Tia's Reviews > The Tin Drum

The Tin Drum by Günter Grass
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's review
Apr 04, 2007

it was amazing
bookshelves: amongthebestiveread
Recommended for: Your [intellectual] inner beast.
Read in January, 2000

I had an intense reaction to this book. I friggin hated it. Or, rather, I loved to hate it, while I was reading it. It was an assignment in a Postmodern Lit. class, and everyone in the class liked the protagonist but me. I thought he was awful. I couldn't believe they enjoyed him, much less admitted to enjoying him. But some part of me must have understood.

...That was the point. This is a story I felt in my stomach. It was so full of perversion, of the grotesque, and I was 20 and a "good girl" and wanted so badly to not be drawn to it but there I was, ploughing through. Disgusted with so much along the way, but to my great surprise I found myself touched. I cried for a character I thought I was completely repelled by. I couldn't believe it. And at the end, when I reached the last page, when I finished and shut the book...I was grateful. Not to have finished it; I was grateful that I got to read it in the first place.

There are awful images and episodes that stick with me. It is not pleasant to revisit them. But you know what? With every bit of my smiley, idealistic being I say...Thank God. (Or, rather, Thank Grass.) There isn't always easy beauty, or recognizable beauty around us. Oftentimes the beauty is buried in dirt and hard-earned, and doesn't even look like anything lovely at all once you get to it. But you hold it in your hands and it will move you. And if you're lucky, it will change you.
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02/15 marked as: read

Comments (showing 1-12 of 12) (12 new)

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message 1: by Jessica (new)

Jessica I remember watching the movie with my father. I was a teenager (18? 19?). It was very awkward to watch such a disturbing film with him. I didn't love the movie. It made an impression on me, that's certain.

Ruth I agree, this is not an easy read. I saw the movie, which I loved, before I read the book. This is not the usual order of things with me, but in this case I think having seen the movie helped me in understanding the book.

message 3: by Ally (new)

Ally The brand new group - Bright Young Things - is nominating books to read in January & The Tin Drum is among them. Its the perfect place to discuss your favourite books and authors from the early 20th Century, why not take a look...


Arthur Wish I could have covered this in a group or a class. A book so absurdly psycho-sexual, it would have helped to have someone I could look over at and say, ' is THIS really what THAT means?' (dual-fathers/phallic drumsticks; constant quests for mothers/motherlands; eels in a horse's head).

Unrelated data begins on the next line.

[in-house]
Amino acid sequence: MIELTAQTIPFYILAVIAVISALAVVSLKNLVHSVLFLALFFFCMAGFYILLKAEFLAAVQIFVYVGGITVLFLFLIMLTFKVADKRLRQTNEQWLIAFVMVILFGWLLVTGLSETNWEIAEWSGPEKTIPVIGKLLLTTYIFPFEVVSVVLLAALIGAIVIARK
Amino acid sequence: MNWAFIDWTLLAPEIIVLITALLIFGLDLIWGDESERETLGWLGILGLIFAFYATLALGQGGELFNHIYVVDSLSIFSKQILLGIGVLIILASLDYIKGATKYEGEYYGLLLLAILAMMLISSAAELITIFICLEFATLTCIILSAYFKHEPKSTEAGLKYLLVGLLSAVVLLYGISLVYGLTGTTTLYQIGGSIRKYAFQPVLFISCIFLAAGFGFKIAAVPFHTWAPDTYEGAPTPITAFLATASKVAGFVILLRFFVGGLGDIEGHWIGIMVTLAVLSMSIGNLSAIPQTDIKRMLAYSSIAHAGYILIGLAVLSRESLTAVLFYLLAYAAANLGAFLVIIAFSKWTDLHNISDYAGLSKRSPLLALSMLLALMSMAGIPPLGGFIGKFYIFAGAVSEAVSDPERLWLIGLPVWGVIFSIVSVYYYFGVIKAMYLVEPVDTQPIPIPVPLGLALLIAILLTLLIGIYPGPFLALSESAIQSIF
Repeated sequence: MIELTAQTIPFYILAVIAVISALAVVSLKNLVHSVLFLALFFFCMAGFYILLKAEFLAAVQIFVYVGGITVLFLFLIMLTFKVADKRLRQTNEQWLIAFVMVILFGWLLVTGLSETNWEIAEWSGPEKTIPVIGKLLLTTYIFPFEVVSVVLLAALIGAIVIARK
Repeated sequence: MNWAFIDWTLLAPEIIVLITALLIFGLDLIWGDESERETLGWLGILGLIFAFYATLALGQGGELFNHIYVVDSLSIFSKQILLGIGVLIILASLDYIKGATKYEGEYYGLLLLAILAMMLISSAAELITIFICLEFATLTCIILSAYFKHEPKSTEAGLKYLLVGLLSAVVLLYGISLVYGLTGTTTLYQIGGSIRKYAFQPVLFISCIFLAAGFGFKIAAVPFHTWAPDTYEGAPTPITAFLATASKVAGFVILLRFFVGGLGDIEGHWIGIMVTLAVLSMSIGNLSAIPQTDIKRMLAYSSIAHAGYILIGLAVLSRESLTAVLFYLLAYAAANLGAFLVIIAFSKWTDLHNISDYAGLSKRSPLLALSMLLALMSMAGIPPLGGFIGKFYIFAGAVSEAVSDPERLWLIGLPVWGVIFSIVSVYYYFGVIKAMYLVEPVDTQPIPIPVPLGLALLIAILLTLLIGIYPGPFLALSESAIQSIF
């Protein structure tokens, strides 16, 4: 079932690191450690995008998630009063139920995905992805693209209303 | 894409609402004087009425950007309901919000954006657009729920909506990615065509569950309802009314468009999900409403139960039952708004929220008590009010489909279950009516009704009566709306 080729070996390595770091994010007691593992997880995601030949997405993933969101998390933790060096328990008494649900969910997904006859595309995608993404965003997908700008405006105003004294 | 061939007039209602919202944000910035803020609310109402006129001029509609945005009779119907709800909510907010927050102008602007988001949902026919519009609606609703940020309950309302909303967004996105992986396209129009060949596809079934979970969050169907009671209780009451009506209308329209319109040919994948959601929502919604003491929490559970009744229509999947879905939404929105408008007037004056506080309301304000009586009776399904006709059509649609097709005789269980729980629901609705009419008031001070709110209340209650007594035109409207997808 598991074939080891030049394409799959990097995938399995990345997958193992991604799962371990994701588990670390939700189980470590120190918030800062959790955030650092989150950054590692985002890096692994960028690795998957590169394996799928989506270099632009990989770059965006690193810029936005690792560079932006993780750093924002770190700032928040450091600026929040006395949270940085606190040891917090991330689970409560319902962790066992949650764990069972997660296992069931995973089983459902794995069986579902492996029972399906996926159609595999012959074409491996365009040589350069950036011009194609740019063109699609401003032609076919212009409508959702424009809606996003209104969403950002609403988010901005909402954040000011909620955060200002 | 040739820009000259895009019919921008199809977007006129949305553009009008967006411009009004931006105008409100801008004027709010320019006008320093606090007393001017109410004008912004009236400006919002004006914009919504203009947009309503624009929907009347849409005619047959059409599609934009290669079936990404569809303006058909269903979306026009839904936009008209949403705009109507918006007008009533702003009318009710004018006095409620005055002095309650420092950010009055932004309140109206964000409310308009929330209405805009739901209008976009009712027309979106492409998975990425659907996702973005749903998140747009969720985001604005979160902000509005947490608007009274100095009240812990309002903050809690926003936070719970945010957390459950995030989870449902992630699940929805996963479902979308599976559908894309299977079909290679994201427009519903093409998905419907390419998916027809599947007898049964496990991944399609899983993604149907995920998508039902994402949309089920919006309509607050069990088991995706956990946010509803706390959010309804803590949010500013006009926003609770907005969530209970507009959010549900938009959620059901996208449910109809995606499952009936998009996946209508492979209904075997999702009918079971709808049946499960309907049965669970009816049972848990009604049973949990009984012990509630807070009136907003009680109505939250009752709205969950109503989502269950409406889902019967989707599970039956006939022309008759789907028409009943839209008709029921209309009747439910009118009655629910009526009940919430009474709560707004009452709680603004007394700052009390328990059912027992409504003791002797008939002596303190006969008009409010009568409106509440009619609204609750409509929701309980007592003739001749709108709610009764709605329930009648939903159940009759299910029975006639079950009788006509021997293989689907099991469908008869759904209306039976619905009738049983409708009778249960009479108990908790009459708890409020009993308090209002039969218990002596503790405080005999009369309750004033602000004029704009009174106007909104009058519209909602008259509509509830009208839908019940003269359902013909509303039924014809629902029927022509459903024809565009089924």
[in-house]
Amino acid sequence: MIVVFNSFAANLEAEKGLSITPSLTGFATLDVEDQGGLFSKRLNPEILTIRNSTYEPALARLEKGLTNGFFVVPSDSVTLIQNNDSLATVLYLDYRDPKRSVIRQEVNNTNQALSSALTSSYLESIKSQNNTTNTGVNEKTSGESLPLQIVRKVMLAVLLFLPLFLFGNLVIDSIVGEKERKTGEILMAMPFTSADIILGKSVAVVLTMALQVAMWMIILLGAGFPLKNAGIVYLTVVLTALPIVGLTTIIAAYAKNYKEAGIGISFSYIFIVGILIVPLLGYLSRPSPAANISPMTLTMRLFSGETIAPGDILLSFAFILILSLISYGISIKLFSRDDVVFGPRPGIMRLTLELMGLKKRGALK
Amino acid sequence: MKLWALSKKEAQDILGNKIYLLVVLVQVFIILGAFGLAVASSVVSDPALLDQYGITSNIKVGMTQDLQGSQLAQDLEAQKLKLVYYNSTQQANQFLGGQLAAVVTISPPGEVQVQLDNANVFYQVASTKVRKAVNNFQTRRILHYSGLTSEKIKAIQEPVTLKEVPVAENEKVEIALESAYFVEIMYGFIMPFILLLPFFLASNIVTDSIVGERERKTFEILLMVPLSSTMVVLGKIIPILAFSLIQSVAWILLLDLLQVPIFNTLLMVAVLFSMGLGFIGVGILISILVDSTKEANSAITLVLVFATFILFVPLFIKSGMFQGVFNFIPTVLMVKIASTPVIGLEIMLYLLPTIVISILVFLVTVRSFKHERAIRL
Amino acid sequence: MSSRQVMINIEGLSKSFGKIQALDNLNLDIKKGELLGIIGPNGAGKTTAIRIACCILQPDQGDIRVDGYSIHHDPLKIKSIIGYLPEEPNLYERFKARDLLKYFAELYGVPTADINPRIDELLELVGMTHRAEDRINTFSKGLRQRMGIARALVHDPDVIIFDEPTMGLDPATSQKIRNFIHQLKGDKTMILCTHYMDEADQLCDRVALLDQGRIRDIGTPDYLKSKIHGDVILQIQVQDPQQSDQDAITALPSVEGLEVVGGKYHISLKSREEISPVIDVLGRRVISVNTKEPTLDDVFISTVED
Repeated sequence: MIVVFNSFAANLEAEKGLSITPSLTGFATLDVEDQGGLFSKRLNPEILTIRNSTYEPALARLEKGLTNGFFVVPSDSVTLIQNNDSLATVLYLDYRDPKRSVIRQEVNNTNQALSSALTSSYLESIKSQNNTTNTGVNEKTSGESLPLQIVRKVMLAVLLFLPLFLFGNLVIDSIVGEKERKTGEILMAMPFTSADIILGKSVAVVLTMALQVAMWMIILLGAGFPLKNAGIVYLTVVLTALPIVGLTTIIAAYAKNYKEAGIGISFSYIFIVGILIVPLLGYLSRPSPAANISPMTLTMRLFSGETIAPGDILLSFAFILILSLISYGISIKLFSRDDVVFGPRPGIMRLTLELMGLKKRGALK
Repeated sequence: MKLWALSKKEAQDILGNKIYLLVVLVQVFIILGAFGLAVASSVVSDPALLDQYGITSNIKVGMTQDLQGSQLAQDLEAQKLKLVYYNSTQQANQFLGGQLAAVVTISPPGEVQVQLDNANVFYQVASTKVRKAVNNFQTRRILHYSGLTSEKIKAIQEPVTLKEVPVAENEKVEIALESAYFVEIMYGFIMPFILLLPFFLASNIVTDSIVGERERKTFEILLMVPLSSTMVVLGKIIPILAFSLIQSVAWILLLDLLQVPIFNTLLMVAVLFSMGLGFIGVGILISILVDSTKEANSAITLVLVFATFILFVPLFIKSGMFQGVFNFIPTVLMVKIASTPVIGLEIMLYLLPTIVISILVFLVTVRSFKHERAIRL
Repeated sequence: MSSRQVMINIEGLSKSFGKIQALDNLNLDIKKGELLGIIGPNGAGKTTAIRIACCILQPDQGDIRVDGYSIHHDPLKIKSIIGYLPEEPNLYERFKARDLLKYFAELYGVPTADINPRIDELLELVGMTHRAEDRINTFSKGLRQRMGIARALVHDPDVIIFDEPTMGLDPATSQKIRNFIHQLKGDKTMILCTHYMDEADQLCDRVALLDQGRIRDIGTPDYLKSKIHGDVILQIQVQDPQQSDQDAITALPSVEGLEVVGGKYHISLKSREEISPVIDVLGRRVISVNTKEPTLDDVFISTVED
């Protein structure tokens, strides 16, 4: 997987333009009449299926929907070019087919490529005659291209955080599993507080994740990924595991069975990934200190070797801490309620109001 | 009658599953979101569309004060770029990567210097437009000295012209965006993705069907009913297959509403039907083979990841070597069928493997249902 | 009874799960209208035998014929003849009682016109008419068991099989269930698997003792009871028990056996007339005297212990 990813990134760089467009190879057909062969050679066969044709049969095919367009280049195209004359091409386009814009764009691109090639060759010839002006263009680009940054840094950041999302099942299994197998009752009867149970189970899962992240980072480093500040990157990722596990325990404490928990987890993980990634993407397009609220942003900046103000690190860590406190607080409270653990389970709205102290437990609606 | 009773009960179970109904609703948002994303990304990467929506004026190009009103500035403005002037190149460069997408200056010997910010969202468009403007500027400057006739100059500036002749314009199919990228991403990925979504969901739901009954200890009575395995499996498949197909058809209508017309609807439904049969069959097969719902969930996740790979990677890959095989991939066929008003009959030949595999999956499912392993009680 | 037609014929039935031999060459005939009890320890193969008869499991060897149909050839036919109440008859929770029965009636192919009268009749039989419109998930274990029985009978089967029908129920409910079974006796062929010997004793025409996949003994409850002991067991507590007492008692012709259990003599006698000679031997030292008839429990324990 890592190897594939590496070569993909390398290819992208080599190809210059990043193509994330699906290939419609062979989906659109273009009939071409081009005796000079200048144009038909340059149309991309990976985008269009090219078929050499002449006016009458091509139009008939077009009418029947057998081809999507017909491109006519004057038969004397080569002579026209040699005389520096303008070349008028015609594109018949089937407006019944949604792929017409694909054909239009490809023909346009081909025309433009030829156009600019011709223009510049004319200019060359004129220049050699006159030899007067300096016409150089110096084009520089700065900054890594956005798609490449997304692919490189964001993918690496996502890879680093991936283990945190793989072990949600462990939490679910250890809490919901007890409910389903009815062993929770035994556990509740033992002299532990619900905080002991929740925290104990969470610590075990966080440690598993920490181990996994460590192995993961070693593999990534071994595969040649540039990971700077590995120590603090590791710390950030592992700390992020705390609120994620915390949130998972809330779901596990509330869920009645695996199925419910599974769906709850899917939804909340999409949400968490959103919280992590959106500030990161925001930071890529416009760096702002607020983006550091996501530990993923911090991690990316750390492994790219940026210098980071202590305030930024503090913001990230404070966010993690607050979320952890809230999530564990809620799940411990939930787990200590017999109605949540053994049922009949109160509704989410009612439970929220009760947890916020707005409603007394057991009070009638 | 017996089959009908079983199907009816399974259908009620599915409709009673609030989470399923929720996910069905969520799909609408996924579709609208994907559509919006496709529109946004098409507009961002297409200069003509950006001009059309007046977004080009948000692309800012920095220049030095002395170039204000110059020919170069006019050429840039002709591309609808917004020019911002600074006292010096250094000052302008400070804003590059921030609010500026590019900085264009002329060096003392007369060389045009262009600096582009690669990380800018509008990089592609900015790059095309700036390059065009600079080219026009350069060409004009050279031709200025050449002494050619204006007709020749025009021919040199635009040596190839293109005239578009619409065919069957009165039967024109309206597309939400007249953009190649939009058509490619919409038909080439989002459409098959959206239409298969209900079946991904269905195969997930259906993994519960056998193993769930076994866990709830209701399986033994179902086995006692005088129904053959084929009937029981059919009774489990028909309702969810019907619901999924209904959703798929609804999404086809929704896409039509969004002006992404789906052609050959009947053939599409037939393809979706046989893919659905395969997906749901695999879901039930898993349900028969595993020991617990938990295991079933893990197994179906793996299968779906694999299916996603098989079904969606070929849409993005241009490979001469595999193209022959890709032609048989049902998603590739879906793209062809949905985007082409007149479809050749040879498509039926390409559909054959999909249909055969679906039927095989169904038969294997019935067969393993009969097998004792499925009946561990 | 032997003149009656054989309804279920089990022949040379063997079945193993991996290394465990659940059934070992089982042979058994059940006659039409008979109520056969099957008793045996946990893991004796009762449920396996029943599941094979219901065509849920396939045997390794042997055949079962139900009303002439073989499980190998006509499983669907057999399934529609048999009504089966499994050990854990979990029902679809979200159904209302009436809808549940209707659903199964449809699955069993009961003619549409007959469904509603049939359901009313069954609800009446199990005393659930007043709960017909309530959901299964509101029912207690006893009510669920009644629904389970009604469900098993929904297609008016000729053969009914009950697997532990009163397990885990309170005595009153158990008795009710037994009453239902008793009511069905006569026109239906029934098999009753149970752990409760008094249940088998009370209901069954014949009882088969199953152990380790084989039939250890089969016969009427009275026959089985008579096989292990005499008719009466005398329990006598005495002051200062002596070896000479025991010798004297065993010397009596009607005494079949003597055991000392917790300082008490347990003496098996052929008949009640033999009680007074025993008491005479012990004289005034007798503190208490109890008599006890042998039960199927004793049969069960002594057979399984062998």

All the post-modern junk was great. The "jazz" chapter was jaw-dropping. Oskar's care-taker's fixation with creating knots was a bit on the nose but interesting nonetheless. I heard a recent interview where Grass said all of his novels' subtext is unintended and, I THINK he said, non-existing.

I'm interested to hear what Tia's post-modern lit professor had to say about the author's intentions in this case!

Ruth Sometimes a cigar is just a cigar.

Other times an author may not intend, but the words come out the way they do because of who the author is.

And because of who is reading it.

message 6: by Arthur (last edited Jan 30, 2010 11:13AM) (new) - rated it 5 stars

Arthur Grass has written much about the duality of his role in WWII. Certainly it's possible that Grass didn't initially intend for some of his words to be read the way that they were. But certainly, after re-reading his own writing in editing, Grass must have recognized how his inner symbols translated to the page. Specifically with regard to Oskar's two possible fathers, German and Polish, and Grass' conflicted role as a German soldier.

We have to remember, Freud died basically the same year that WWII began, so it's quite probable for Grass to have been familiar with Freud's writing.

It's nearly impossible to argue that Grass didn't know exactly what he was doing when he was writing that "jazz" chapter, and this, I think, should chip away at Grass' posture that his text has no intended subtext.

Perhaps he wrote the cigars as cigars only, initially. But 'initially' is the key qualifier in this case, I believe.

Ruth, re: "And because of who is reading it." <-- touche`

Sara Thank you. I'm inspired to keep slogging now!

Eliya Thank you for writing this review - it's pretty mych what I would say about this book, only you said it in such a beautiful way! :)

message 9: by Matej (new)

Matej Vidaković what do you mean by "awful images and episodes" ? I'm asking cause I want to read it someday in the future... :)

message 10: by matt (new) - rated it 3 stars

matt I love the way you explained your reactions to this book. I think I know what you mean- I felt similarly at a few points in the story.

We ought to read books we feel in our stomachs

Mrs Rosentreter Alright, i'll keep reading.

Steve Gregory My poor mama

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